"The Company intends to implement blockchain technology onto its E-commerce platform worldwide, which will be driven by Monster Money Tokens. The Company’s blockchain-based E-commerce ecosystem is named as “Monster Money Network.” As Monster further develops Monster Money Network and its blockchain technology, it contemplates to utilizing the blockchain technology for payment processing, market analysis, accounting, audit & payroll services, inventory management and shipping operation."
"Monster Money Tokens are the currency to be used on Monster Money Network to purchase Monster products or pay for services. Holders of Monster Money Tokens are not entitled to vote as shareholders of the Company."
"we consider Amazon, E-bay and Alibaba as examples of our main competitors with respect to the new Monster Money Network"
Interestingly, tokens can be converted into equity in Monster if by June 2020 tokens are not listed anywhere or have ceased trading.
I'm sure there are more juicy bits disseminated across the SEC filing, but frankly we'd rather spend our time on other stuff.
This time it's addressed at Titanium Blockchain Infrastructure and its President for committing securities fraud in raising as much as $21M in an ICO. The SEC obtained a court order to halt the sale and to freeze the assets, on the grounds that the issuer has outright lied about testimonials and corporate customers in the ICO materials.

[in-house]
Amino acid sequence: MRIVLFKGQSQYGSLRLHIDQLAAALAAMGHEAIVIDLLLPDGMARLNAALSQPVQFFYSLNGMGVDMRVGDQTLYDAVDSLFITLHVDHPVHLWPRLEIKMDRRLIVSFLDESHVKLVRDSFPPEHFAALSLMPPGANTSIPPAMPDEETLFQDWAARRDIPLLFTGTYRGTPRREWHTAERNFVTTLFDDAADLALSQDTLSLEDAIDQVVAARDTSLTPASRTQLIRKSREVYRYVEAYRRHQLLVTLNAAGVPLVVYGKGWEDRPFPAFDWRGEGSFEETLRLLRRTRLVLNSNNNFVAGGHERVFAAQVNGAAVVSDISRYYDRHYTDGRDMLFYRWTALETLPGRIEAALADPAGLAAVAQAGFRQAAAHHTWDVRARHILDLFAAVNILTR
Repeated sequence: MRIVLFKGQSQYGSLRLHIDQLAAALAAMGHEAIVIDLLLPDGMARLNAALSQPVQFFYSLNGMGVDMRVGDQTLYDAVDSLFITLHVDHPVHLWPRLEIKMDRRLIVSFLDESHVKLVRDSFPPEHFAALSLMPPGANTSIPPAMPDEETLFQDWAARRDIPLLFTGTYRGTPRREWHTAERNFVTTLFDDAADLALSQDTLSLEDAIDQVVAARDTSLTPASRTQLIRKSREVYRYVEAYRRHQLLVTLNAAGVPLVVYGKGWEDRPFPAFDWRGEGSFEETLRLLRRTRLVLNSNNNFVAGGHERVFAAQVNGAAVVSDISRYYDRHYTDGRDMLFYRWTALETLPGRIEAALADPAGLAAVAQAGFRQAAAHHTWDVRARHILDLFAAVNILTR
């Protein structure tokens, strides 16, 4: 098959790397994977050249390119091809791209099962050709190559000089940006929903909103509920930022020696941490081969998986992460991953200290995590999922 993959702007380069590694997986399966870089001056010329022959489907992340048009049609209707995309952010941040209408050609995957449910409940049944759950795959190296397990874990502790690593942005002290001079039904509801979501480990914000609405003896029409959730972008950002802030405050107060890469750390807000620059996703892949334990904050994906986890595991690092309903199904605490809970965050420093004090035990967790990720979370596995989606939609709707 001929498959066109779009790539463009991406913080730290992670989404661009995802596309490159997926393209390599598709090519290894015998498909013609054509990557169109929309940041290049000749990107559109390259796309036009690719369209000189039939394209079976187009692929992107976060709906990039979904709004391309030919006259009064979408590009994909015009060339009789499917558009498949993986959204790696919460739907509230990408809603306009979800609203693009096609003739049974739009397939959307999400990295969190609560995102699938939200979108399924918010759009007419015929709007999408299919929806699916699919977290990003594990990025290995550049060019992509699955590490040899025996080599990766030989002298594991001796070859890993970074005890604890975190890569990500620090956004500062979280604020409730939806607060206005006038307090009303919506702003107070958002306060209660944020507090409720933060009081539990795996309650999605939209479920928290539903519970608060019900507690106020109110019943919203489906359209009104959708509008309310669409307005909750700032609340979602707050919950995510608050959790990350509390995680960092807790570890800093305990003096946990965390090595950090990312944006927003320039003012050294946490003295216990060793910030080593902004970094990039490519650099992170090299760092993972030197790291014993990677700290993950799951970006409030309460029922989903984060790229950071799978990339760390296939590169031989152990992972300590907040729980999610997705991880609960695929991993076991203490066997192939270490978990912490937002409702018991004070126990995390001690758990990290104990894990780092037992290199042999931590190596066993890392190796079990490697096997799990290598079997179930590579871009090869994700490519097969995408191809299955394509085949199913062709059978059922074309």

For a more thorough dissection of the SEC complaint we refer you to Stephen Palley's tweetstorm.
As a general rule of thumb, if an early stage pre-launch project claims to have the likes of IBM, GE, Intel, Microsoft etc as actual 'clients', always be very suspicious. But when someone claims the Federal Reserve is a client, have no doubts and run for the emergency exit.
Binance have announced the imminent launch of a $1B ecosystem fund investing directly into projects and as LP into 20 other funds, contributing in BNB tokens.
Apparently part of the fund's profits will be used to buy back BNB tokens, and if that's the case the performance of the fund may end up partially proxied by BNB network value (and BNB become effectively a security?).
If the money will be go through Malta, that's another great win for the small country.
Yet another EOS ecosystem fund was announced in conjunction with the release on June 2nd.
This is a $50M one in partnership with a London-based crypto fund called SVK Crypto and led by Hugh Cochrane and Shane Kehoe.
"It will invest in projects that are building on the EOSIO blockchain platform, with a focus on decentralized applications (DAPPs) for social media, data ownership, data control, technology platforms, supply chains and logistics."